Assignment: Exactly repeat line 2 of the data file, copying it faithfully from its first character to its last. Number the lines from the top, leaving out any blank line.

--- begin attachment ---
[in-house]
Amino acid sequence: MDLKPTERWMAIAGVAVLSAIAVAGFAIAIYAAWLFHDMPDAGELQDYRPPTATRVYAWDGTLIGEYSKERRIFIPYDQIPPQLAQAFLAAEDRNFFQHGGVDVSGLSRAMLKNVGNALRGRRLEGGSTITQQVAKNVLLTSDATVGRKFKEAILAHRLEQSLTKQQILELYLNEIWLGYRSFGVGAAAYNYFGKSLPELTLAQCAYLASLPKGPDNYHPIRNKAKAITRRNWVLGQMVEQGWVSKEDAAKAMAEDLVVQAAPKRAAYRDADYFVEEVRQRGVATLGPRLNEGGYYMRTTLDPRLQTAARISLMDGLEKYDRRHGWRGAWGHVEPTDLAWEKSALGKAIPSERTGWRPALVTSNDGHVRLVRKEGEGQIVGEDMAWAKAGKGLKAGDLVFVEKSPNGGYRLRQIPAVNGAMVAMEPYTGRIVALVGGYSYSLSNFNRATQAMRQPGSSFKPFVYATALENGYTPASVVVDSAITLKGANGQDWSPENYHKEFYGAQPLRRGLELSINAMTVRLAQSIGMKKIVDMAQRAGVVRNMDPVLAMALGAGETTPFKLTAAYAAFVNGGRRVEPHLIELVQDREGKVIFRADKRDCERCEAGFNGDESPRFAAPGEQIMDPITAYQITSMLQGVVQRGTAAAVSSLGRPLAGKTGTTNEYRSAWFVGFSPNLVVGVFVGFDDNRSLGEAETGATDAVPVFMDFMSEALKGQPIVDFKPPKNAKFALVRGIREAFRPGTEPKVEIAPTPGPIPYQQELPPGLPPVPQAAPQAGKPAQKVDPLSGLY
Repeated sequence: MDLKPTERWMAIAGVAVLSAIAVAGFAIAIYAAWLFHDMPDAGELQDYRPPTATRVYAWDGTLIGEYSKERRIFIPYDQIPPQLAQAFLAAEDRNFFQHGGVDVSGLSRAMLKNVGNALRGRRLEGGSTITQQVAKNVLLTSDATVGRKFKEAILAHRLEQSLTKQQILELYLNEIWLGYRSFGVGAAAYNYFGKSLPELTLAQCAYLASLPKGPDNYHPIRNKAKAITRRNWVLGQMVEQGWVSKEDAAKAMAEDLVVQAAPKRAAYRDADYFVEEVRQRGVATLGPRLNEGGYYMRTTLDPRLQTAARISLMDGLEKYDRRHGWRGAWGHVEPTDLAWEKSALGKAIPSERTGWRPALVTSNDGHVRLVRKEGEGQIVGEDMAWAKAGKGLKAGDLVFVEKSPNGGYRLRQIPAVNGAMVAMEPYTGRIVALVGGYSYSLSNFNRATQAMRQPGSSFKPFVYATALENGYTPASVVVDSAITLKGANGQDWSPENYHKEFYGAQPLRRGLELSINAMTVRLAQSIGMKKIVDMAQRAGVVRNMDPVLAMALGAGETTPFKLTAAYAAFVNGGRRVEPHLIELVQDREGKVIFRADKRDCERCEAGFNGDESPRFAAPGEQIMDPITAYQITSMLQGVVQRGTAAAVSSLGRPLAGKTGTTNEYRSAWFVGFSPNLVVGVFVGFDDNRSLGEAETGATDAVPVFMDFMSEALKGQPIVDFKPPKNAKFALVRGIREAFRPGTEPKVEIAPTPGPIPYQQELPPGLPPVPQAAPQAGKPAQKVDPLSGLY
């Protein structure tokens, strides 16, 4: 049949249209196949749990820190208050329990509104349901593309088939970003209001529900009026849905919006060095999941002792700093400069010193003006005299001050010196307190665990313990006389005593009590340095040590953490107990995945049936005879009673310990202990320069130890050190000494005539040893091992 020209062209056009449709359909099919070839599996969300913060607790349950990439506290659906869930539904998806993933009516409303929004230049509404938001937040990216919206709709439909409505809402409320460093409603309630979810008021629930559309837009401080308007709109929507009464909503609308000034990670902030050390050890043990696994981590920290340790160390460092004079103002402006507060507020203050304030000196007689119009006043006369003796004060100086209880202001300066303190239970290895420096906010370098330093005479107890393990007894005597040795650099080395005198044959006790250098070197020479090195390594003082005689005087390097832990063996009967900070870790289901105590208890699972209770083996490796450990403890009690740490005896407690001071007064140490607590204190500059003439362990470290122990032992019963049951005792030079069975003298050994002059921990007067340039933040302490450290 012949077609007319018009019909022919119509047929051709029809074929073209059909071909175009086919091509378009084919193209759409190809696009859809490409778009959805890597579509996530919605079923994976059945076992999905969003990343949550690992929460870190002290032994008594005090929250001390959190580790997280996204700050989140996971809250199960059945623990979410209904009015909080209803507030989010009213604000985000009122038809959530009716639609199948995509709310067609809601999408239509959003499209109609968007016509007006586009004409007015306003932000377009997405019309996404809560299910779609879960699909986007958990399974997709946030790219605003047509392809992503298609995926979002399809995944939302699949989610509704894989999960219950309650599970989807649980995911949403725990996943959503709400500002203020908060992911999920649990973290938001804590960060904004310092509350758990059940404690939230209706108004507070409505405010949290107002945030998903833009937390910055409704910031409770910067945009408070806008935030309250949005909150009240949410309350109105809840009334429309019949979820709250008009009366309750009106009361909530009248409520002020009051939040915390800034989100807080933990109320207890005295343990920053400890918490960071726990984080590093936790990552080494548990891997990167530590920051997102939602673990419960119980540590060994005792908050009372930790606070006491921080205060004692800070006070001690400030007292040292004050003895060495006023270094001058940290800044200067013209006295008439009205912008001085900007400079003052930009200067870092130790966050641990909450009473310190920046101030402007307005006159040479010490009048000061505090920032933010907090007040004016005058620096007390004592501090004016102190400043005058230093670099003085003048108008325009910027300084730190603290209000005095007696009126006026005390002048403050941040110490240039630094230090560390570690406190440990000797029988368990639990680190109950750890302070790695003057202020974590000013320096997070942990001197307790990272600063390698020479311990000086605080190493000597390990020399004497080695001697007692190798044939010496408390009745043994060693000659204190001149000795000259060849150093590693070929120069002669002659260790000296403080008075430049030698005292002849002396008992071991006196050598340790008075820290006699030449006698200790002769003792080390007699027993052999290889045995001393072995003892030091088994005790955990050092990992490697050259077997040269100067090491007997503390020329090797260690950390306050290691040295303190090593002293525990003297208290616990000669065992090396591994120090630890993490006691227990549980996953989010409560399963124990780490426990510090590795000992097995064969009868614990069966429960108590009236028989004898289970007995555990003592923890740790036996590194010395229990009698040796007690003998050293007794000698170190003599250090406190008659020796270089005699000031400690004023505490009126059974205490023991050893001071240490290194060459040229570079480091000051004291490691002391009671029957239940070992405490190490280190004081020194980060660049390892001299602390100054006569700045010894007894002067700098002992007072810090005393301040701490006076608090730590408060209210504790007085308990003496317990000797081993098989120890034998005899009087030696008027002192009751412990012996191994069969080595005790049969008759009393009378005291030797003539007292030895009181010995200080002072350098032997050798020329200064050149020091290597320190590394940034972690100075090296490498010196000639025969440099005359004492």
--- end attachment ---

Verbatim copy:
Amino acid sequence: MDLKPTERWMAIAGVAVLSAIAVAGFAIAIYAAWLFHDMPDAGELQDYRPPTATRVYAWDGTLIGEYSKERRIFIPYDQIPPQLAQAFLAAEDRNFFQHGGVDVSGLSRAMLKNVGNALRGRRLEGGSTITQQVAKNVLLTSDATVGRKFKEAILAHRLEQSLTKQQILELYLNEIWLGYRSFGVGAAAYNYFGKSLPELTLAQCAYLASLPKGPDNYHPIRNKAKAITRRNWVLGQMVEQGWVSKEDAAKAMAEDLVVQAAPKRAAYRDADYFVEEVRQRGVATLGPRLNEGGYYMRTTLDPRLQTAARISLMDGLEKYDRRHGWRGAWGHVEPTDLAWEKSALGKAIPSERTGWRPALVTSNDGHVRLVRKEGEGQIVGEDMAWAKAGKGLKAGDLVFVEKSPNGGYRLRQIPAVNGAMVAMEPYTGRIVALVGGYSYSLSNFNRATQAMRQPGSSFKPFVYATALENGYTPASVVVDSAITLKGANGQDWSPENYHKEFYGAQPLRRGLELSINAMTVRLAQSIGMKKIVDMAQRAGVVRNMDPVLAMALGAGETTPFKLTAAYAAFVNGGRRVEPHLIELVQDREGKVIFRADKRDCERCEAGFNGDESPRFAAPGEQIMDPITAYQITSMLQGVVQRGTAAAVSSLGRPLAGKTGTTNEYRSAWFVGFSPNLVVGVFVGFDDNRSLGEAETGATDAVPVFMDFMSEALKGQPIVDFKPPKNAKFALVRGIREAFRPGTEPKVEIAPTPGPIPYQQELPPGLPPVPQAAPQAGKPAQKVDPLSGLY